# Calculating inequality between $N$ uniform random variables

Let's say I have $$N$$ independent uniformly distributed random variables $$U(a_i, b_i)$$.

I'm wondering how I'd calculate: $$P(U_1 < U_2 \text{ & } U_1 < U_3 \cdots \text{ & } U_1 < U_N)$$

I'm assuming it is the same as $$1 - P(U_1 > U_2 \text{ or } U_1 > U_3 \cdots \text{ or }U_1 > U_N)$$ but I have no idea how to calculate that too.

When I do the simulations I can easily write these expressions and see that they are correct but I can't figure out the algorithm to calculate the numbers explicitly.

I can easily calculate $$P(U_1 < U_i)$$ but the joint probability is out of reach.

I've been thinking of just doing all possible permutations of $$U_1$$ being smaller than every other sequence of variables but it would be too slow.

• As your another question, it is pretty hopeless for general $a_i,b_i$. The best you can get is $\int_{a_1}^{\min_{i\ge 2} b_i} \prod_{i=2}^n (b_i-x) dx /\left(\prod_{i=1}^n (b_i-a_i)\right).$ Apr 11, 2020 at 12:11
• @zhoraster I've been trying to do it by hand for 3, 4 variables but can't seem to figure out the efficient way ($N = 400$). $P(U_1 < U_2)P(U_2 < U_3) + P(U_1 < U_3)P(U_3 < U_2)$ would be for three, but as the number of variable grows there's just too much (exponential) calculation needed. Apr 11, 2020 at 12:25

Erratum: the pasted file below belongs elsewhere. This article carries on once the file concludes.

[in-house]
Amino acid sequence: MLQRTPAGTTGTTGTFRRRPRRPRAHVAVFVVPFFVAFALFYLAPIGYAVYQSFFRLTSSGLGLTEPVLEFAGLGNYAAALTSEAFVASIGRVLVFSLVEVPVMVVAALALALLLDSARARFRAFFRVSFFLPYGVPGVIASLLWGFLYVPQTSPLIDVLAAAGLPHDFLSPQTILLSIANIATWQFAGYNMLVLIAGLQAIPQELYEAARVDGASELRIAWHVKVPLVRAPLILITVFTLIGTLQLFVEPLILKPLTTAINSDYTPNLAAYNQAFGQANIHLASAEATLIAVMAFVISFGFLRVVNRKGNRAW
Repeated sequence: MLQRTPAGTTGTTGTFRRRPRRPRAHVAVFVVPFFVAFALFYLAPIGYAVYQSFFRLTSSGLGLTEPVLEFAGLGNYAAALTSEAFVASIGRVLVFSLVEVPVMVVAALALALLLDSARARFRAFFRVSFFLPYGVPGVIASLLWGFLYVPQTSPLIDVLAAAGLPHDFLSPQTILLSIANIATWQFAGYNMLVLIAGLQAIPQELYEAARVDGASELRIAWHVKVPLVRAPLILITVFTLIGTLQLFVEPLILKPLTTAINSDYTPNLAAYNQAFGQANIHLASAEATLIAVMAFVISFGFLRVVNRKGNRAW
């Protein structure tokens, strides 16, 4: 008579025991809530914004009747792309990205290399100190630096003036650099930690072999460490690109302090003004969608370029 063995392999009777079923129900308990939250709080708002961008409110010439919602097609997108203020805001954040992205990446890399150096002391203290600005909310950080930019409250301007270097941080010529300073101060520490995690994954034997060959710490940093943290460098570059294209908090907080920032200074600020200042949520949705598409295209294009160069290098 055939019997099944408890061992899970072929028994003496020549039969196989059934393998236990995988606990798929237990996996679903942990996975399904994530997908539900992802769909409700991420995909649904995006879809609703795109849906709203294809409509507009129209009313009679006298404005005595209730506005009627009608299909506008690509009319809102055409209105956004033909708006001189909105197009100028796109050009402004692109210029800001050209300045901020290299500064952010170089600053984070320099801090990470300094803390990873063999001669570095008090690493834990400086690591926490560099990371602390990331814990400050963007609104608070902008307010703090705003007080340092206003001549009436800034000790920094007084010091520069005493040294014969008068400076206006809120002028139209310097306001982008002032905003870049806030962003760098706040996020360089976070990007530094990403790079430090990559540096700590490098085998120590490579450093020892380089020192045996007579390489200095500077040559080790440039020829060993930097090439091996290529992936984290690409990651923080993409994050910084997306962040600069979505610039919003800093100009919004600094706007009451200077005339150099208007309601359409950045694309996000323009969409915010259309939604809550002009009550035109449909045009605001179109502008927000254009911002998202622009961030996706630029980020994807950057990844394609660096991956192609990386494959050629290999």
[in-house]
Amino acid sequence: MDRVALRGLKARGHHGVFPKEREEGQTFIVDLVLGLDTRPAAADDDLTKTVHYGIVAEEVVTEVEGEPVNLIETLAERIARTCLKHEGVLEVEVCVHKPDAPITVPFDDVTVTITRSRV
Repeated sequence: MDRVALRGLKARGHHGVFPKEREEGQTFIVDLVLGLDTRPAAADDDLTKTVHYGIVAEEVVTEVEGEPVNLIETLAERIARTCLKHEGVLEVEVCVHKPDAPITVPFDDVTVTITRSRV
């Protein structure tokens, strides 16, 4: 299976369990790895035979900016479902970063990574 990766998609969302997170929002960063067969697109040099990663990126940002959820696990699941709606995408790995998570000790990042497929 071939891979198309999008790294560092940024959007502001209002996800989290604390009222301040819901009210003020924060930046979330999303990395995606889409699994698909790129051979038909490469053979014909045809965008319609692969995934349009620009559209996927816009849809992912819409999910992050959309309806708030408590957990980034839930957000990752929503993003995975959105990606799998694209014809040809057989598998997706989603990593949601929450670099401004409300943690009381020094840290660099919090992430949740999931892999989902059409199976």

• @zhoraster What also occured to me is that maybe the full range $min(a_i), max(b_i)$ can be partitioned into equal ranges and then calculate the overlapping parts of individual variables as all having equal uniform distribution, that maybe has a closed form efficient solution. Apr 11, 2020 at 12:46
• Are the involved random variables independent? Apr 14, 2020 at 22:29
• @DavideGiraudo Yep. Apr 15, 2020 at 8:32

We use the fact that if $$(U_1,\dots,U_n)$$ is a vector of independent random variables, then for all measurable bounded function $$f\colon\mathbb R^n$$, $$\mathbb E\left[f(U_1,\dots,U_n)\right]=\int_{\mathbb R}f(u,U_2,\dots,U_n)d\mathbb P_{U_1}(u)$$ (this is a consequence of the fact that the law of $$(U_1,\dots,U_n)$$ is the product of the law of $$U_1$$ with that of $$(U_2,\dots,U_n)$$ and Fubini's theorem.

Applying this fact to $$f\colon (u_1,\dots,u_n)\mapsto \prod_{k=2}^n\mathbf 1\{u_1\lt u_k\}$$, we get that the wanted probability $$p$$ is $$p=\frac 1{b_1-a_1}\int_{a_1}^{b_1}\mathbb E\left[\prod_{k=2}^n\mathbf 1\{u_1\lt U_k\}\right]du_1$$ and using independence of the $$U_i$$, we derive that $$p=\frac 1{b_1-a_1}\int_{a_1}^{b_1} \prod_{k=2}^n\mathbb P\{u_1\lt U_k\} du_1,$$ which can be further simplified by computing $$\mathbb P\{u_1\lt U_k\}$$.

• What would you get calculating this with $U_1(1, 5)$, $U_2(1.2, 8)$, $U_3(0, 22)$, $U_4(0, 7)$? I assumed $\mathbb P\{u_1\lt U_k\}$ is 1 or 0 depending on the interval. I've tried splitting the integral into simple sections but can't get the ~0.398. Also, do we need to integrate the product or can it be applied separately? Apr 15, 2020 at 13:12
• " I assumed $\mathbb P\{u_1\lt U_k\}$ is 1 or 0 depending on the interval: actually no, it could be any value between 0 and 1 a priori. The point is that we have to look how the intervals $(a_1,b_1)$ and $(a_k,b_k)$ overlap. Apr 15, 2020 at 13:48
• I still haven't found the time to compute with the above distributions, it's on my todo list, if everything works, I'll accept the answer. I did try some computation by separating the intervals (calculating inside overlaps, so that I can work with calculating areas of triangles and rectangles) but couldn't get the correct answer, so I'll do it again soon. Apr 20, 2020 at 19:13